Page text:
Exercise should not be a burden. Nor should it be something motivated by guilt or shame. There’s a huge assumption nowadays that workouts need to be driven by a desire to transform oneself. Everywhere you look you see before/after photos, amazing appetite suppressing confectionary, magical cures that will make you “better”.
It’s portrayed as if once you lose weight, tone up, get fit, you’ll then be happier. But you have to earn this privilege. Chasing this dream is super restrictive, and actually fitness becomes something that controls your life rather than adding value to it.
Fitness is not a punishment.
If you’ve ever thought ‘I ate too much this weekend, I need to work out twice as much’ you are in very good company. The concept of food as a reward for good behaviour and exercise as a punishment is commonplace.
Even if you think back to school – the losing team has to do 10 push ups, 2 laps of the field, and give a pound of flesh. Fitness was and is used to motivate good behaviour and winning. It’s an extrinsic form of motivation. Extrinsic meaning something external, in this circumstance an outside influence instead of personal desire or drive.
This sort of mind frame puts the emphasis simply on results as a measure of success. In the long-term, extrinsic motivators don’t last. Yes of course working out frequently and well will help build muscle, tone your body, keep excess fat at bay, but this shouldn’t necessarily be the main focus. An internal motivator most often leads to long-term fitness success.
Cast your mind back, I’m sure you or your friends and family have announced “it’s time to get in shape!”, exercised for many a month, and then fallen back into old habits.
I certainly have. For some people, it 100% works. Although generally speaking, this puts fitness as more of a means to an end, when actually exercise and wellbeing can be so much more than that. If we begin to think of it as a way to add value to our lifestyle, it’s easier to develop a drive to develop and improve week on week.
Development, more than anything, is success.
This is because it helps to grow your own sense of worth. Being shamed into exercising may seem like a great source of motivation, but it’s the complete antithesis of self-worth.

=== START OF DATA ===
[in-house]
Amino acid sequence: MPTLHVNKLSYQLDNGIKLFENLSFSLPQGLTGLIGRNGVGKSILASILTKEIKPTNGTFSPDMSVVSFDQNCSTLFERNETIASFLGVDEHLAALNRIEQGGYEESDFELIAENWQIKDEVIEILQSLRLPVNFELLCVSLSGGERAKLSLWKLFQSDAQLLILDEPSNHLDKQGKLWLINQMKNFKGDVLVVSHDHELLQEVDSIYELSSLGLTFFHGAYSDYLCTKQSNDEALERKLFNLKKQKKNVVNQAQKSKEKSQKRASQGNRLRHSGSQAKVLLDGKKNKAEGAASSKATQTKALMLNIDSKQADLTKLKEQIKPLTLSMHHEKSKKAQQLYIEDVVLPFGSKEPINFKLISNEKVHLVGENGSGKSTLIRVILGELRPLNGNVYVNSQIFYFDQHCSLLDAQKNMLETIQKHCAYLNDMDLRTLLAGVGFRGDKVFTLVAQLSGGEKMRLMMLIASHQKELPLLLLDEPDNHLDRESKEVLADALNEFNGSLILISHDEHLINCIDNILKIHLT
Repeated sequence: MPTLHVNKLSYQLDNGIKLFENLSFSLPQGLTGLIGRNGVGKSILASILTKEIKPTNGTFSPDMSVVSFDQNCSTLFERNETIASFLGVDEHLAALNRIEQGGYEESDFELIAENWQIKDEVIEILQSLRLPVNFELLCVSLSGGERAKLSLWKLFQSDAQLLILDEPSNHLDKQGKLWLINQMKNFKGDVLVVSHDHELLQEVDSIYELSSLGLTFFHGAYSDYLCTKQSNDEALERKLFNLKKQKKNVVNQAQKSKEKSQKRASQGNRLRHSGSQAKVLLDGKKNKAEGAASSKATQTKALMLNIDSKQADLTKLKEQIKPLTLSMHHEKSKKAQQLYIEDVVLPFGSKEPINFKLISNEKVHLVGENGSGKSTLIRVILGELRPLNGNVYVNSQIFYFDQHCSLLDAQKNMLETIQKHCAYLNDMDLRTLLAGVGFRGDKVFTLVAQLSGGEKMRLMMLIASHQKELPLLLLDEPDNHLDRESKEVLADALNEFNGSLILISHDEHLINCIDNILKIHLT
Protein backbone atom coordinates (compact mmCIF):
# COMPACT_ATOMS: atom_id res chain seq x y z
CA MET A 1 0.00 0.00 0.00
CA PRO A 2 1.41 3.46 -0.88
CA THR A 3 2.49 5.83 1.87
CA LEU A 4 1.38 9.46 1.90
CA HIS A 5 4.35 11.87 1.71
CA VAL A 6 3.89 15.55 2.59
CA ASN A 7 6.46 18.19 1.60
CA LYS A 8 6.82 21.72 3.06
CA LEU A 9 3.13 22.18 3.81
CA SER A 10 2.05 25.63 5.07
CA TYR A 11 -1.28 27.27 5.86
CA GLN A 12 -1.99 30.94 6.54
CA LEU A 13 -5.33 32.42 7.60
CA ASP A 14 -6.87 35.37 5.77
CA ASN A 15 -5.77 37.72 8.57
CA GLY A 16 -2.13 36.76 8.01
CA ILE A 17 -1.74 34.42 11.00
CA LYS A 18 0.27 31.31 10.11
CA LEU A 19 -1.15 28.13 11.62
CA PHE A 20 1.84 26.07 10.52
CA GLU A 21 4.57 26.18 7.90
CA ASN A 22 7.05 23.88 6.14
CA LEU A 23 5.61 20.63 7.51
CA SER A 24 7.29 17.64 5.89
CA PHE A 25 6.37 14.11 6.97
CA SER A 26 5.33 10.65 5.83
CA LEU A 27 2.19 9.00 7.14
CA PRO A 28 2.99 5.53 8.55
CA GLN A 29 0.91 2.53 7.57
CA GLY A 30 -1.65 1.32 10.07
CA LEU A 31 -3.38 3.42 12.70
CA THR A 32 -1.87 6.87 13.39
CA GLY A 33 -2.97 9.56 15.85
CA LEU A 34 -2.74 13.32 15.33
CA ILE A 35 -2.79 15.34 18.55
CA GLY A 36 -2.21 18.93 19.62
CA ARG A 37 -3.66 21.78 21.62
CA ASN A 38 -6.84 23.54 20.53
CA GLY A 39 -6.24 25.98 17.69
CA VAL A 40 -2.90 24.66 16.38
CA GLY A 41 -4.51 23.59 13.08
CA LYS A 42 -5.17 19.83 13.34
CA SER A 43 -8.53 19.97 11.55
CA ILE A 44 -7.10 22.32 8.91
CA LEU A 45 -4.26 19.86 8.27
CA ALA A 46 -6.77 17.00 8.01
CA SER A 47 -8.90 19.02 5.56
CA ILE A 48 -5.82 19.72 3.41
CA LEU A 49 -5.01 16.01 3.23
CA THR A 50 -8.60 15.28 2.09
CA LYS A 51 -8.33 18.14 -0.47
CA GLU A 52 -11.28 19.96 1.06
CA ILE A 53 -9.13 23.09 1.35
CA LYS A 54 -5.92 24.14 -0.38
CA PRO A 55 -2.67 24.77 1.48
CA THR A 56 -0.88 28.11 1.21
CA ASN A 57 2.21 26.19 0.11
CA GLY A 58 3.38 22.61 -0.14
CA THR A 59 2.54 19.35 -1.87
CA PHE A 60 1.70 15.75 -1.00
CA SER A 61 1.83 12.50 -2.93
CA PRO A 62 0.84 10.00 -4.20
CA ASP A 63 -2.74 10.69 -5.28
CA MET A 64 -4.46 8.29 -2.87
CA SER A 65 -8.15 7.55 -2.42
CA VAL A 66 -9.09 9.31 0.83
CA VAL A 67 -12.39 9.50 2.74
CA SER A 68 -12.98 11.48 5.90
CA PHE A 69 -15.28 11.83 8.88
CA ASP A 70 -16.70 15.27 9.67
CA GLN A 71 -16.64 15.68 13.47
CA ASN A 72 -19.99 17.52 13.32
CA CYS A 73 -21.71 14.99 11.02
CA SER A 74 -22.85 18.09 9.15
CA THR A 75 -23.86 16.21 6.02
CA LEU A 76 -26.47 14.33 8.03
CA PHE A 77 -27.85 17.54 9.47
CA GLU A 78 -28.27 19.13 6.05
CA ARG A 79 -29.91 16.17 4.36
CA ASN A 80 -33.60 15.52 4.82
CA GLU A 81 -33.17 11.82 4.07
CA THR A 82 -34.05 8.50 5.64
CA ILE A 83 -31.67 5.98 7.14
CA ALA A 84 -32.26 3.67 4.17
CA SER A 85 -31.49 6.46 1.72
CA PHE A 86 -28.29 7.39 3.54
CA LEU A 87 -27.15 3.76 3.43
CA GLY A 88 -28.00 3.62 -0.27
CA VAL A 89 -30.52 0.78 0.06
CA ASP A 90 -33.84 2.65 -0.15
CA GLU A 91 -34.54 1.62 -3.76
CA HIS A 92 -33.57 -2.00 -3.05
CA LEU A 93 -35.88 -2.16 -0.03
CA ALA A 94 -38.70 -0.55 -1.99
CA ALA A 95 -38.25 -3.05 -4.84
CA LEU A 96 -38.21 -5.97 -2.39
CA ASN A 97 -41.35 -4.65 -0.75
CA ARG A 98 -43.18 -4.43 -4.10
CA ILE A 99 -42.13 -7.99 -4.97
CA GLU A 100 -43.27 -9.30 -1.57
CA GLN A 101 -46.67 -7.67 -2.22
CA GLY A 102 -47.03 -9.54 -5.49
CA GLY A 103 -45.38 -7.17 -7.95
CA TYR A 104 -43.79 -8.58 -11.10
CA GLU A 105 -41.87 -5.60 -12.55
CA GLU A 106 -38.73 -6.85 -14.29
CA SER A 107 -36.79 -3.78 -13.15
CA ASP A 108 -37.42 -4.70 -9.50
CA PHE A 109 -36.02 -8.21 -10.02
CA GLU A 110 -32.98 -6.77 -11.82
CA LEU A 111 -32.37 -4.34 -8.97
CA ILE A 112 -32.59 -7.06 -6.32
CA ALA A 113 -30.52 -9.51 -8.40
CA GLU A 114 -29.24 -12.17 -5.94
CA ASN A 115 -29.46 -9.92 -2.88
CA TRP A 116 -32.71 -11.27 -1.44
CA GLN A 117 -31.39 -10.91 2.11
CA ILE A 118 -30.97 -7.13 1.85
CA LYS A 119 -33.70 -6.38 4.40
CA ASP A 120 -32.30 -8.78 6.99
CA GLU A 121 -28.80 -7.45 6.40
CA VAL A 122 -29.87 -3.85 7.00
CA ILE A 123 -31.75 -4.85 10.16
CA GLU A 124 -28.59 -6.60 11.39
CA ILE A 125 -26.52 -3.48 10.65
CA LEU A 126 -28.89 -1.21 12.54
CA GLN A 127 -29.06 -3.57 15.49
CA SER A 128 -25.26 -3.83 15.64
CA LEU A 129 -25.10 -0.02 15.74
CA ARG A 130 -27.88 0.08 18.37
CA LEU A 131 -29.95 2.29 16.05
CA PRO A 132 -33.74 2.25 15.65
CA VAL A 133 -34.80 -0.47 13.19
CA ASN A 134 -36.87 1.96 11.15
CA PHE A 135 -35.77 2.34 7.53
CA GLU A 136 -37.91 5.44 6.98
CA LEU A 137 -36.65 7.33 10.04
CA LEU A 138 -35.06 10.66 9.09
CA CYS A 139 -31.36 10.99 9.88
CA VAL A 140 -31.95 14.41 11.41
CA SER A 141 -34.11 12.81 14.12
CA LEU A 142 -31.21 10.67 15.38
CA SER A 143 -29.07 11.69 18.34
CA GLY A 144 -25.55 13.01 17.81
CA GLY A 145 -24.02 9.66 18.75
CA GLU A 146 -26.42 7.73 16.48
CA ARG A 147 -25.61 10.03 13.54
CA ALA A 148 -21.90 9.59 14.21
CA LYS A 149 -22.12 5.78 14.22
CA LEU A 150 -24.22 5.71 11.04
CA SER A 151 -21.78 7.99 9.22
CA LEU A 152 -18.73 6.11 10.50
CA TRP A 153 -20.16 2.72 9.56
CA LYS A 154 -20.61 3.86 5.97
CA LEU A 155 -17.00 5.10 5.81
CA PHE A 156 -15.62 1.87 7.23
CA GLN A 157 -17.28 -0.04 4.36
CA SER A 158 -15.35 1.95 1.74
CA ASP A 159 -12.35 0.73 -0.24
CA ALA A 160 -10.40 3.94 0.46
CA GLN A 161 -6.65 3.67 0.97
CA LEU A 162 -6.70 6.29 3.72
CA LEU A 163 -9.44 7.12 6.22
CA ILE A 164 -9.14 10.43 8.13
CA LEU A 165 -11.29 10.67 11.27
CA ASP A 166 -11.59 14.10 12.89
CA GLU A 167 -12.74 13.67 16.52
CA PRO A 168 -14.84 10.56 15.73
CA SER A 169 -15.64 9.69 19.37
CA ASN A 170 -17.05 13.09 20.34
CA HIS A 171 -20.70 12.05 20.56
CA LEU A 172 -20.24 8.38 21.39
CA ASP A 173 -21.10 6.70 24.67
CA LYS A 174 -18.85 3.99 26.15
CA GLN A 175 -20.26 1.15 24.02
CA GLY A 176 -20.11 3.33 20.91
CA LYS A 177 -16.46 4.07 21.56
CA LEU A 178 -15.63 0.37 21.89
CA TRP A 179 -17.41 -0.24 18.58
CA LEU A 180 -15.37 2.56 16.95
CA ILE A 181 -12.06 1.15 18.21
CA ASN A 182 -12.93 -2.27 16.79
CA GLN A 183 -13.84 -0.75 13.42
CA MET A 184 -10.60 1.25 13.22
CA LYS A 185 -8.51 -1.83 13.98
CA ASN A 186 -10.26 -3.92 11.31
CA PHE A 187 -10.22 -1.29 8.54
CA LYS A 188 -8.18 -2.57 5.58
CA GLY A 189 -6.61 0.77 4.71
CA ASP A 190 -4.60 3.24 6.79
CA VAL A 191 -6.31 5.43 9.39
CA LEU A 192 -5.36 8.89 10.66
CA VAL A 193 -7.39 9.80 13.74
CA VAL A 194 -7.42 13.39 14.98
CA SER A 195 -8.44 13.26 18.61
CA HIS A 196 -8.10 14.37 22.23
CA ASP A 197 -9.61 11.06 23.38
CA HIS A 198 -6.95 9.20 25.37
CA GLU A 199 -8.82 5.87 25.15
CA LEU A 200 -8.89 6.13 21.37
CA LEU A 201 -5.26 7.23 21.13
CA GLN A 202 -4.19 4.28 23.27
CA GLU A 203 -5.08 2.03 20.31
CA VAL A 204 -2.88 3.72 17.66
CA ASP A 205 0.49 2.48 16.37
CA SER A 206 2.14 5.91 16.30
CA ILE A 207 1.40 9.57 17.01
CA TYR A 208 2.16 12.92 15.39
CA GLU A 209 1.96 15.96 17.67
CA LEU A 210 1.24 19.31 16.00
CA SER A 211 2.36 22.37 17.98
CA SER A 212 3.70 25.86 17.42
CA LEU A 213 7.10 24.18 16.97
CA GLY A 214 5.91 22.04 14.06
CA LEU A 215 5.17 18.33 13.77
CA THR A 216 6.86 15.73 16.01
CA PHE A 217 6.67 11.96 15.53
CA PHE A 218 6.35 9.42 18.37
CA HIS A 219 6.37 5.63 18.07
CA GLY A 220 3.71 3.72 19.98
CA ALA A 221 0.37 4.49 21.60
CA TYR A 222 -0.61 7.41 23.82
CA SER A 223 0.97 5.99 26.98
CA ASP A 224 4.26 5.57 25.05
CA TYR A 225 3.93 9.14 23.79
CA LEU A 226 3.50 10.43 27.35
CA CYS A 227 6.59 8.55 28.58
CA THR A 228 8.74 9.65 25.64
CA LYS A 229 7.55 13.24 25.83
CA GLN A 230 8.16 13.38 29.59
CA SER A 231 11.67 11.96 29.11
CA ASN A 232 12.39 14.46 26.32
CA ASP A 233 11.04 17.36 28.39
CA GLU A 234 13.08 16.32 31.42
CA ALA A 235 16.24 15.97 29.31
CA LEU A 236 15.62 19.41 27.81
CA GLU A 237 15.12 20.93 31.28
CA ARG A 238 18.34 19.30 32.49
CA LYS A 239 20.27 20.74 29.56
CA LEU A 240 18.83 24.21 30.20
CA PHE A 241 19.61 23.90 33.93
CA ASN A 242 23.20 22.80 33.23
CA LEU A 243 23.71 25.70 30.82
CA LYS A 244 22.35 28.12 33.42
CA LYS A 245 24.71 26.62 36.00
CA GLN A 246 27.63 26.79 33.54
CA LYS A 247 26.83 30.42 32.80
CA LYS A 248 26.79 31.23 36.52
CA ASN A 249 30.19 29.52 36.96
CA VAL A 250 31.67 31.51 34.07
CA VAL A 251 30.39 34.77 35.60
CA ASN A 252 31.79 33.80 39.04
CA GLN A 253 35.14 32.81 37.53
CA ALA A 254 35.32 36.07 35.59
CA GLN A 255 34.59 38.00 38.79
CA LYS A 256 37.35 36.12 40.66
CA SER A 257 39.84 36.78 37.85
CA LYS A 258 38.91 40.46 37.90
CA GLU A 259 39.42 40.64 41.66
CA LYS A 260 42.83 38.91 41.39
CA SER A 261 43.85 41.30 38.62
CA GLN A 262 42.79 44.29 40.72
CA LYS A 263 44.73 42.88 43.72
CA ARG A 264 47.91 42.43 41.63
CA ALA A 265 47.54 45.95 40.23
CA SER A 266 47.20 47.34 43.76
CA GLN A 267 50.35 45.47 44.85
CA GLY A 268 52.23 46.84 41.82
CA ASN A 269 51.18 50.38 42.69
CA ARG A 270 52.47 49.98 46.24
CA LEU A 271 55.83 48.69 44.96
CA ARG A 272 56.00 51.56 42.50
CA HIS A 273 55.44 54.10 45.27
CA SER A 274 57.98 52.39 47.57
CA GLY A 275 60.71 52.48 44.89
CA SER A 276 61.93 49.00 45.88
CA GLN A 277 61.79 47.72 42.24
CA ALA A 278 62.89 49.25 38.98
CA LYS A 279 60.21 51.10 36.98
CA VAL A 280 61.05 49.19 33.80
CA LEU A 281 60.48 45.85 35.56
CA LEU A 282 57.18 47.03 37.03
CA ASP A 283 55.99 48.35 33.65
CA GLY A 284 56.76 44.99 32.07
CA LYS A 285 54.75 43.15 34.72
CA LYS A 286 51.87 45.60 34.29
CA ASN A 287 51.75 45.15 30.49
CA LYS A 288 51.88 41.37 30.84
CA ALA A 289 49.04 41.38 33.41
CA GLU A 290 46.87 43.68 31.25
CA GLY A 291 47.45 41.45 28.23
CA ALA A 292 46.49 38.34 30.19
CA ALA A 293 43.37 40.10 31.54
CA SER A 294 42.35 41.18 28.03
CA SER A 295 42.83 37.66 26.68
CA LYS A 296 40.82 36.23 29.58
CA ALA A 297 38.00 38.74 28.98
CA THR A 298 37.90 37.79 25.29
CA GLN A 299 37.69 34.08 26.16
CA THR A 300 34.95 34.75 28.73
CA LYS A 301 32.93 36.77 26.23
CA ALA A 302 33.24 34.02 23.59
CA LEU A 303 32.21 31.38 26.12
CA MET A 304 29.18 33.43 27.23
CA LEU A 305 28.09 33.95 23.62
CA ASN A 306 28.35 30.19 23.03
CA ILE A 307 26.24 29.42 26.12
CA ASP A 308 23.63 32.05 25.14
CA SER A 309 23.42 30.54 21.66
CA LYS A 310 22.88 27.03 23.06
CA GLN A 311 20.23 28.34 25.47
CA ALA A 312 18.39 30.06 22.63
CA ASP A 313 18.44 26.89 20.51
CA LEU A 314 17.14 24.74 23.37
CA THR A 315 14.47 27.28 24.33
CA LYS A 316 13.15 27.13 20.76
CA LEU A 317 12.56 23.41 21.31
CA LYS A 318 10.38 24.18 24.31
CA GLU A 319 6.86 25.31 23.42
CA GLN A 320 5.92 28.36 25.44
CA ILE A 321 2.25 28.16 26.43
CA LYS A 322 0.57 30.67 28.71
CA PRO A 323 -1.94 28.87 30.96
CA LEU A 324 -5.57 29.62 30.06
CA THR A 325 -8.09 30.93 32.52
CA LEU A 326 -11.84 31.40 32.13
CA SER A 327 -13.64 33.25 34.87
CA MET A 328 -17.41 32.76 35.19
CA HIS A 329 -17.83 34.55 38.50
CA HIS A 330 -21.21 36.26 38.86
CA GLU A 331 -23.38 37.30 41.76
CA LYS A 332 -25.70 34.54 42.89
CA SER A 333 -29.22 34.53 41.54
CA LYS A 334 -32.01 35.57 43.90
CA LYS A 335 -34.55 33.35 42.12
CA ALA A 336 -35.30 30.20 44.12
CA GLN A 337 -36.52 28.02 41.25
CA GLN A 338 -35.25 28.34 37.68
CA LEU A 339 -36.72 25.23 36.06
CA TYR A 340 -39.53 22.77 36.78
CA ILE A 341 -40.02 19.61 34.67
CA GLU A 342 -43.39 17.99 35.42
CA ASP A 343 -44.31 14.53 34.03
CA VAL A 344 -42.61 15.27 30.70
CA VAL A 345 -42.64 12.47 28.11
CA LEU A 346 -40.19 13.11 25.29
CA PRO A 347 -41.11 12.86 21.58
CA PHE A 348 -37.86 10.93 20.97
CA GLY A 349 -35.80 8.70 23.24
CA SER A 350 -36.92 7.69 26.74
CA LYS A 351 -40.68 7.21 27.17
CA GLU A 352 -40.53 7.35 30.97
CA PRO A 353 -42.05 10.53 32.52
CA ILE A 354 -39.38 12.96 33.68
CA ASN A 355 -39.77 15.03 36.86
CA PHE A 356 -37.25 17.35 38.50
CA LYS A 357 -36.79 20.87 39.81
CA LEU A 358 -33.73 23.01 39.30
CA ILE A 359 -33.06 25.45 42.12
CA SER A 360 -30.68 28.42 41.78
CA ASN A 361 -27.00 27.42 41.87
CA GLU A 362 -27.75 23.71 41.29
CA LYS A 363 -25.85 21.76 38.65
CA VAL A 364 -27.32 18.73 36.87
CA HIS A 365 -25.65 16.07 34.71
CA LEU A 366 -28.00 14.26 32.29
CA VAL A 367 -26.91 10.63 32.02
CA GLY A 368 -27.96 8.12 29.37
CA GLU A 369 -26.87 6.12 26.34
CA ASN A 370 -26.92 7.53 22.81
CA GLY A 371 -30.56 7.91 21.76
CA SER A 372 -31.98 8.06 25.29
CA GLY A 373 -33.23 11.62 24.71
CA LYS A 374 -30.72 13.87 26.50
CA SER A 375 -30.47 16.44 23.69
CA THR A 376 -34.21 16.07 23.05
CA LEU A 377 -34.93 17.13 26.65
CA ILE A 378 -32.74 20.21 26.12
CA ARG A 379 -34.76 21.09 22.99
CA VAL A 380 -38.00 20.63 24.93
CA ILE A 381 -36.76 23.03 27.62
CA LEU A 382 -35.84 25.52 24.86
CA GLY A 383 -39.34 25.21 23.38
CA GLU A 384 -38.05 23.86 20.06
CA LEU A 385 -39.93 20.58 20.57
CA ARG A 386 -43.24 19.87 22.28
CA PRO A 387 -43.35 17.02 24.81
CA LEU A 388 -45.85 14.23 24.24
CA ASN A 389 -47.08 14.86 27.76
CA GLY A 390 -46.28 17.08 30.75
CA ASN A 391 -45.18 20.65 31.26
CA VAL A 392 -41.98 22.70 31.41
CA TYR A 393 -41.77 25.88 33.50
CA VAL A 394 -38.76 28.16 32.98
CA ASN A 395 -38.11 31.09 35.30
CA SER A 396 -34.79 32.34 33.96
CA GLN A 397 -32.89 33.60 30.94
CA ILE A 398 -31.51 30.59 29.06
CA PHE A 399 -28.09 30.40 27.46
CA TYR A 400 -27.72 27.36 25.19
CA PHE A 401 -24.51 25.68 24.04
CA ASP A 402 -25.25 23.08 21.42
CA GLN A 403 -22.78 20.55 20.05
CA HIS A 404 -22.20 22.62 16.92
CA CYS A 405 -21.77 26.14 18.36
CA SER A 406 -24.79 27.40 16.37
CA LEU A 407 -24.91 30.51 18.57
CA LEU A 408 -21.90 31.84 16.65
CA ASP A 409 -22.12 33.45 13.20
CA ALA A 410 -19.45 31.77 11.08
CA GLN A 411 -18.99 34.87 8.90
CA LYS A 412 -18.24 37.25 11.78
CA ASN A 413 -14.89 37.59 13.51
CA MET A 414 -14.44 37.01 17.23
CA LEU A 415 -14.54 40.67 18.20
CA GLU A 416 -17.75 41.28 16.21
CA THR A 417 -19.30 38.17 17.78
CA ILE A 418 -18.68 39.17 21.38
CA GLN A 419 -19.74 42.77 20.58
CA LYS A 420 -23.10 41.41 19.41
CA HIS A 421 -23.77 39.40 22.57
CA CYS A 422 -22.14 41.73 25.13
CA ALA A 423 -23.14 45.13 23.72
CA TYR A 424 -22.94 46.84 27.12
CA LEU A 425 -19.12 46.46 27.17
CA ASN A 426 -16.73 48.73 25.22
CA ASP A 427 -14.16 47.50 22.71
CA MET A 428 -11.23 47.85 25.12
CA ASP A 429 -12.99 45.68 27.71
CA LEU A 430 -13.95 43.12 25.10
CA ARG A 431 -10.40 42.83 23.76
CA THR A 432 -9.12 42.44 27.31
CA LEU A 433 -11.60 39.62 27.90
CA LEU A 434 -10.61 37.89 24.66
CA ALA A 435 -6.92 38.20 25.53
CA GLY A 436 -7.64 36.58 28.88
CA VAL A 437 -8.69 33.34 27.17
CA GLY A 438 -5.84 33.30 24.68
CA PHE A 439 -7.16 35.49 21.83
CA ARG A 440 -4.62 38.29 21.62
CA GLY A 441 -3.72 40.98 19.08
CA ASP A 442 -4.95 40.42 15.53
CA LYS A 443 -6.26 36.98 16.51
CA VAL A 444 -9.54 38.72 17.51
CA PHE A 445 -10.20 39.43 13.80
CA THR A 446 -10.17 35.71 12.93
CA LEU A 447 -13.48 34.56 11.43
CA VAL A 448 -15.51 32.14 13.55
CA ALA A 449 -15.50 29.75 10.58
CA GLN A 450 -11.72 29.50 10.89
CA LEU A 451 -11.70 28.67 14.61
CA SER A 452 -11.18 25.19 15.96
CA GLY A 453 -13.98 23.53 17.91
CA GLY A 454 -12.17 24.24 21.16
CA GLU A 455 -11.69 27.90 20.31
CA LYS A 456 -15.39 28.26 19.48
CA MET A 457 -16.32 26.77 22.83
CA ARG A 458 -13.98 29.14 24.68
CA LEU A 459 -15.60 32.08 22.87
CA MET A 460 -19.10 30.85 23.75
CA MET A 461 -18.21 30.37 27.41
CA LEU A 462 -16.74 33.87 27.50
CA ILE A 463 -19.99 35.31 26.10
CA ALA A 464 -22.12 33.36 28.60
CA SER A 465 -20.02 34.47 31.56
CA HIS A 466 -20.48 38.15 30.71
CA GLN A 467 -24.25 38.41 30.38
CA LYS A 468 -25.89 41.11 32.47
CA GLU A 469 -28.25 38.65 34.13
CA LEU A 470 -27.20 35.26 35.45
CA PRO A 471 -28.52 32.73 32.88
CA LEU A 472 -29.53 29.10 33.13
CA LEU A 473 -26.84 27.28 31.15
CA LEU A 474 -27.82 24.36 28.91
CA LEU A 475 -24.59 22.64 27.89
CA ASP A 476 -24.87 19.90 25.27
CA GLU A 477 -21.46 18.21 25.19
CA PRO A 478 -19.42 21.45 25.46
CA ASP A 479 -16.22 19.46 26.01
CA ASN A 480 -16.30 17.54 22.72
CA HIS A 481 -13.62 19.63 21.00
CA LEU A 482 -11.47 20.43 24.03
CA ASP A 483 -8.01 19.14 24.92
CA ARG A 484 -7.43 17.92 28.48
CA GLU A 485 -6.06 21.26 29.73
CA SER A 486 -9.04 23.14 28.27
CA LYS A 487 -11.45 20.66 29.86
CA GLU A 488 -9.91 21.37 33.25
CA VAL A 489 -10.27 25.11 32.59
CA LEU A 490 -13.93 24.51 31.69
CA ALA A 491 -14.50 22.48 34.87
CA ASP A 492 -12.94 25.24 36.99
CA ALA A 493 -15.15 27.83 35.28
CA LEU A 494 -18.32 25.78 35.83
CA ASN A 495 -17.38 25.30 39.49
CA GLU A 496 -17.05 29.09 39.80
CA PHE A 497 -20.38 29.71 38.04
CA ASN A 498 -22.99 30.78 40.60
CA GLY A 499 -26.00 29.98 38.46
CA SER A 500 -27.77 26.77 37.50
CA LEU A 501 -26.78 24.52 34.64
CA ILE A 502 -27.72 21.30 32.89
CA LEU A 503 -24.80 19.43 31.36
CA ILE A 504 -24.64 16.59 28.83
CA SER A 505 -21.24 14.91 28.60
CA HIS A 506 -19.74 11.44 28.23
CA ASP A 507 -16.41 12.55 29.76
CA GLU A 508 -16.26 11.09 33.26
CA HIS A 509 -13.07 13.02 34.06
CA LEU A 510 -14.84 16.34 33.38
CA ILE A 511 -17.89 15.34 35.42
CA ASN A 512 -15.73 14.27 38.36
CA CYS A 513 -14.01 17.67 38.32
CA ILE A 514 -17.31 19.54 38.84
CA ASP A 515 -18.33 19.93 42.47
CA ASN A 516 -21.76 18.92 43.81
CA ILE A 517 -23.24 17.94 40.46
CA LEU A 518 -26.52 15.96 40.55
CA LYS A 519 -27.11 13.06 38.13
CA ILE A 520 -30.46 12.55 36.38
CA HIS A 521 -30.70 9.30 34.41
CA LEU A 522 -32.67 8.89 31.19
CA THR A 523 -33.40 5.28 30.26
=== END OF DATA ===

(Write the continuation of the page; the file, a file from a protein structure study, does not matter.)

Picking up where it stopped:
We also do not need to feel guilty for eating. Exercise and food often go hand in hand so I’m lumping them together here. We aren’t condoning wild weekend binges, but FUN FACT we do actually have to eat in order to survive.
When we treat fitness as a punishment for overindulging, we are effectively shaming our own behaviour.
If you are exercising to the best of your ability – be that as often as fits in your schedule, as high an intensity as your body allows – then you are already successful. Your improvement is a measure of your success. Running further or longer, lifting heavier weights, holding a plank for 10 more seconds – these are all hugely impressive personal achievements.
How can we beat this cycle?
Reward yourself differently! Buy new gym gear, get a sports massage. If you want something to quantify your progress, get a smart watch that tracks your hard work.
This will actually help to create positive change in your life. By associating exercise with something tangible but not necessarily edible, you start celebrating your fitness victories in a way that doesn’t make you feel guilty.
No matter size or ability, fitness is not a punishment. We do not have to earn our supper with burpees, burn off that cupcake with cardio, or put ourselves through a gruelling workout as penitence. What we do deserve is to live well and seek our full potential. If we choose to focus on the positive things that moving more offers, we’ll be hooked.
Work out because you want to, not because you have to, and enjoy all that your body can do.
Need some extra help? Head over to the Auro Facebook group. We’ve got a whole community there sharing tips and advice on their own fitness experiences, so you don’t have to feel like you’re alone in your health journey.